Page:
Covid knocked me out quite good. I contracted the virus right at the start of summer and spent more than a week in bed – with aching limbs, a sore throat and body temperature almost reaching 40°C. Immediately after the first positive antigen test I decided to monitor my body more closely and generate some data to play with later. This post summarizes what I have learned through making a data project out of my Covid infection.
I love Streamlit. It is an amazing tool, to quickly create interactive data apps. In data science, it is often beneficial to get first results early and then improve iteratively. Making data available and accessible to domain experts is an important step in that journey. With Streamlit, it is straightforward to build custom applications. Apps can easily be tailored to specific data science projects. But with a few tricks, they can also be made more generally applicable.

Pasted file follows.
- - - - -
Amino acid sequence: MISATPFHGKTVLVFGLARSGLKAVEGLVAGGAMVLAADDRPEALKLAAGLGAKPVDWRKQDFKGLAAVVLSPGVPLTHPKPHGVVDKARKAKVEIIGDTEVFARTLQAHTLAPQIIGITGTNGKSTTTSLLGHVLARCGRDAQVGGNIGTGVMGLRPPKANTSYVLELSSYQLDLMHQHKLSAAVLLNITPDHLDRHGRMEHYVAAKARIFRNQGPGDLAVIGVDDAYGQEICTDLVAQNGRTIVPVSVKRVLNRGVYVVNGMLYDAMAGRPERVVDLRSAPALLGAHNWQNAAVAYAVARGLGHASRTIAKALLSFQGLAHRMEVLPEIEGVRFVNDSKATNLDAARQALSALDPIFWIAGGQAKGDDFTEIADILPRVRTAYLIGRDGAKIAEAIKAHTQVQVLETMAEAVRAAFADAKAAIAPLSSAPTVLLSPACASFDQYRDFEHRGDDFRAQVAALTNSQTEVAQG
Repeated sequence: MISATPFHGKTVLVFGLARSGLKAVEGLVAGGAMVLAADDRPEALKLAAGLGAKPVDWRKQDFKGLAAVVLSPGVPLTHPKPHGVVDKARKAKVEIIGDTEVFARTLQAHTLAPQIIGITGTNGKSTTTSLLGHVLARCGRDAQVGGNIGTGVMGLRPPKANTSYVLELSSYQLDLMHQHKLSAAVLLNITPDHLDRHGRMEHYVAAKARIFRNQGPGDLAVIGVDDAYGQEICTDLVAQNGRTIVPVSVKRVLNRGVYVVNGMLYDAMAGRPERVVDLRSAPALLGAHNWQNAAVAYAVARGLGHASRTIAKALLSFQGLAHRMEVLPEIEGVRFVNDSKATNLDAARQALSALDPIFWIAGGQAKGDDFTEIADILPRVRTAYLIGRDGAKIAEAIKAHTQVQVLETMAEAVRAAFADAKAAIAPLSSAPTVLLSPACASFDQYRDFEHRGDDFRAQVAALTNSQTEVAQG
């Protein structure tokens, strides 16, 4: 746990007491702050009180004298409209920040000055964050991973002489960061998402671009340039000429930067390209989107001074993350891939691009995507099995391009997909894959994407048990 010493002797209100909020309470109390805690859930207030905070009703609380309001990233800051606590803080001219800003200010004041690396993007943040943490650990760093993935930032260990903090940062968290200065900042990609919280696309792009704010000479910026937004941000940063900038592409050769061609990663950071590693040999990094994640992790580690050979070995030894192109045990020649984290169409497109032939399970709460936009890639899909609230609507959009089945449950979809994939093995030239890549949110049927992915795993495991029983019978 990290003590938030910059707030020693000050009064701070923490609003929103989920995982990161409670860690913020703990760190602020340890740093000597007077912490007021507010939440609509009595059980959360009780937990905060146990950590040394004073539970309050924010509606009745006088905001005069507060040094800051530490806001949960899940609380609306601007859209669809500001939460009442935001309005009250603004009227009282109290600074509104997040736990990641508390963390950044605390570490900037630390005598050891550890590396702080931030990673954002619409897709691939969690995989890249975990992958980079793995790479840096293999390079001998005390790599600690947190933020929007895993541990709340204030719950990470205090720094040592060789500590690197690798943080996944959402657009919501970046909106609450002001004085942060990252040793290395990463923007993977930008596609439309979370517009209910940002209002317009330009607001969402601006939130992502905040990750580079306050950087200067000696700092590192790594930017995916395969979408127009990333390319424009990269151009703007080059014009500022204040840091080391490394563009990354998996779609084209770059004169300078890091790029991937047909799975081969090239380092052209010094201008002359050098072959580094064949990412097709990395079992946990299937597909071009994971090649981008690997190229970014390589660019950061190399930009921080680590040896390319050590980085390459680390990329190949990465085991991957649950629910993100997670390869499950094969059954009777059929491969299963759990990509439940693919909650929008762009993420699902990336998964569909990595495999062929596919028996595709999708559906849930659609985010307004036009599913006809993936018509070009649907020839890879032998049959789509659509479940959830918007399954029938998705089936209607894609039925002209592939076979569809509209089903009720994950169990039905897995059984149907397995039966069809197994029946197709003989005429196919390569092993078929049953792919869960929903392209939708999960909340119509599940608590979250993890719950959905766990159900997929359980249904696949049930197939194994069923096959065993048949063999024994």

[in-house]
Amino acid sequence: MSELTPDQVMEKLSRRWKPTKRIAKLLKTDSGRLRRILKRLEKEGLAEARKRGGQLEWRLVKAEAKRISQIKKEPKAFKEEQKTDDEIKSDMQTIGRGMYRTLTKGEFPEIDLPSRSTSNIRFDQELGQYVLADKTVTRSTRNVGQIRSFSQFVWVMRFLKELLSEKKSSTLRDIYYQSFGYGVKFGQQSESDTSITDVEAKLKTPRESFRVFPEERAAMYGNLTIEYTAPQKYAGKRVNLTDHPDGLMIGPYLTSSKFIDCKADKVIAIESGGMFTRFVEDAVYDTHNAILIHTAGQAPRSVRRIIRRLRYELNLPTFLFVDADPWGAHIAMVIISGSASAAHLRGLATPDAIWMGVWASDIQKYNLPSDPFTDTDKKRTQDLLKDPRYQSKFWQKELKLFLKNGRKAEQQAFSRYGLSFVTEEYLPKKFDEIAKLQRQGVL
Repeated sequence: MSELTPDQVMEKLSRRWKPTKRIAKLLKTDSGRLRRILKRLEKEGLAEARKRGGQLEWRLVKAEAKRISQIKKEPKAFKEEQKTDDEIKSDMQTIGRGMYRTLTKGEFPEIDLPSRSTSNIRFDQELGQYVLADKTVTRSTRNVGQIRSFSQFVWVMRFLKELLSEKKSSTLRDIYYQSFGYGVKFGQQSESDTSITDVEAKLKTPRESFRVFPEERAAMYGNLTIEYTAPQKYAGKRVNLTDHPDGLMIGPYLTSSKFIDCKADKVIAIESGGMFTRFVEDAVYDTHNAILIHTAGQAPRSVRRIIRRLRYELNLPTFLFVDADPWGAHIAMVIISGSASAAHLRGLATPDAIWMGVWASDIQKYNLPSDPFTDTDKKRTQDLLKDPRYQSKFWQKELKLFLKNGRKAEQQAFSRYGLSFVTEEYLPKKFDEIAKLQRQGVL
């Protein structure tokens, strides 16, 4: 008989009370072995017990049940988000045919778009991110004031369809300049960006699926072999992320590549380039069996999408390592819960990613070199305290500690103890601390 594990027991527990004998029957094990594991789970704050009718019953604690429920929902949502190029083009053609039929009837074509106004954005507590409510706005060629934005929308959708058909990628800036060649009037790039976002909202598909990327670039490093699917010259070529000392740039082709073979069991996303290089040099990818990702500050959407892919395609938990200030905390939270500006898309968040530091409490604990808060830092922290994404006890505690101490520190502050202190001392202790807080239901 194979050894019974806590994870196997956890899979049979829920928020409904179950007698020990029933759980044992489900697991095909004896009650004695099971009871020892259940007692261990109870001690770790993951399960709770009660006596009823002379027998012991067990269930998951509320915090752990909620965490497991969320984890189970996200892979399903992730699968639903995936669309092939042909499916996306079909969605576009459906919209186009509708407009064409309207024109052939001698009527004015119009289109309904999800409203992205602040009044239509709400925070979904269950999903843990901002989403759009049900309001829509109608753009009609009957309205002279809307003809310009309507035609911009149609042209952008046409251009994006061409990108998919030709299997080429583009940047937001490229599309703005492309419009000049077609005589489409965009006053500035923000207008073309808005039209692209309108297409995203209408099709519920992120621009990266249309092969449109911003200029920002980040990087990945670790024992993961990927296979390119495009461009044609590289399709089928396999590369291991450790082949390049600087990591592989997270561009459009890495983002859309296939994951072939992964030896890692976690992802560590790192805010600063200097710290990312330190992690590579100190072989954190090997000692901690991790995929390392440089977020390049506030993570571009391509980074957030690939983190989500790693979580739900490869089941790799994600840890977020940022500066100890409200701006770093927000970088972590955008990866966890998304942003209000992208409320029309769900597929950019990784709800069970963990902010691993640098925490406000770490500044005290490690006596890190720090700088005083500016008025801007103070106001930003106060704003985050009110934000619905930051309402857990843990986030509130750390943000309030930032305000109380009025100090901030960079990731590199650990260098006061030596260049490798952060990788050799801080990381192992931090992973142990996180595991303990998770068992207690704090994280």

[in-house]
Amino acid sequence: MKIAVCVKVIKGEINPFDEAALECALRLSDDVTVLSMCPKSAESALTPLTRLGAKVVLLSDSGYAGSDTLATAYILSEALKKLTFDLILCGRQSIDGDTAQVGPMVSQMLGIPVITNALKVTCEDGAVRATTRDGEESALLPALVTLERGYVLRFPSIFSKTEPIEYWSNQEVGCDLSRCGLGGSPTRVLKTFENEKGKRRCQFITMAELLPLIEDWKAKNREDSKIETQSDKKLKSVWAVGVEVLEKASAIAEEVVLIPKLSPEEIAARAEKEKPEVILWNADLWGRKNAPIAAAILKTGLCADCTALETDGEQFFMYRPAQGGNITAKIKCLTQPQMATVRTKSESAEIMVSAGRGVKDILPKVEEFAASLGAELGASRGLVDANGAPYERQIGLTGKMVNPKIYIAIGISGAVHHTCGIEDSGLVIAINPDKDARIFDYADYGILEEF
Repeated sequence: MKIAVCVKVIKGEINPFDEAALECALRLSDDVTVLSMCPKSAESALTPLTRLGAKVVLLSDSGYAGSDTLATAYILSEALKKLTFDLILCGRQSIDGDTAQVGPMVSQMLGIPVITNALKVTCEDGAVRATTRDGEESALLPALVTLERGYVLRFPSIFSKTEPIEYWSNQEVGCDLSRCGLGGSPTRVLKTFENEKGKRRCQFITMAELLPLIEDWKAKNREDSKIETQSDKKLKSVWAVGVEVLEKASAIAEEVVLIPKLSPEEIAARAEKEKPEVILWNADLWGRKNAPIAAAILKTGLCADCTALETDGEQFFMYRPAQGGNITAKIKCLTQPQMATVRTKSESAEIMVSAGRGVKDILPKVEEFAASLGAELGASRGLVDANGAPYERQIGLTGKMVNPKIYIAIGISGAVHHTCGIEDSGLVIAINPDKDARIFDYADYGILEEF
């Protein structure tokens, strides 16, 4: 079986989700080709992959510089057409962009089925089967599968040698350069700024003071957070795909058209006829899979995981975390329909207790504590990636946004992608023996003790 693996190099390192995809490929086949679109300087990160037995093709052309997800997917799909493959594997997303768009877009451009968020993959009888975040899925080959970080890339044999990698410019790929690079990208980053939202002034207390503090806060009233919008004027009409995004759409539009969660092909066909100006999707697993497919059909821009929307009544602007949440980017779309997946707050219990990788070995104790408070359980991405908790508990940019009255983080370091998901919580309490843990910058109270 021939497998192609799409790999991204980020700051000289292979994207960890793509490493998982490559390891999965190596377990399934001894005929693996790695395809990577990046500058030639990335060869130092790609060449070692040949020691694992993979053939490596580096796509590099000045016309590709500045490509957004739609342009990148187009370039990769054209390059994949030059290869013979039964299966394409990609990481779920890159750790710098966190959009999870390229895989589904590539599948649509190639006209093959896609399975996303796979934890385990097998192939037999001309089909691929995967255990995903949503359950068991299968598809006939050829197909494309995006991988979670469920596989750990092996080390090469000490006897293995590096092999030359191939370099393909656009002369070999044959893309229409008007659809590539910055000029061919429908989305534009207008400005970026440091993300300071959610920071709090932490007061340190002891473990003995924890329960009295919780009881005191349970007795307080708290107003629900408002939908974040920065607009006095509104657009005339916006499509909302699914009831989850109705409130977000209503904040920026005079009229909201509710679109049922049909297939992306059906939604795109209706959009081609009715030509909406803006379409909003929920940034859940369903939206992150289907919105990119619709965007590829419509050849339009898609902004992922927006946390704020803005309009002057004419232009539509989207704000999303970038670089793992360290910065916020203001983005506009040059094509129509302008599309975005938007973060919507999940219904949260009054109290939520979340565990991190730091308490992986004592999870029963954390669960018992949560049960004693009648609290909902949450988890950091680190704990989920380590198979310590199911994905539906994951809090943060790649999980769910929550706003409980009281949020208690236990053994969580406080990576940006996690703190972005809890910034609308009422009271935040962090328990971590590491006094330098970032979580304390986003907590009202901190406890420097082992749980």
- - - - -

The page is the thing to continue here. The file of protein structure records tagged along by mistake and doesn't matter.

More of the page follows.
Looking to find peaks in ECG? There is no need to reinvent the wheel. A number of great libraries may provide what you need. Check out my comparison of ECG peak detection libraries in Python. In many signal processing applications, finding peaks is an important part of the pipeline. Peak detection can be a very challenging endeavor, even more so when there is a lot of noise. In this post, I am investigating different ways to find peaks in noisy signals.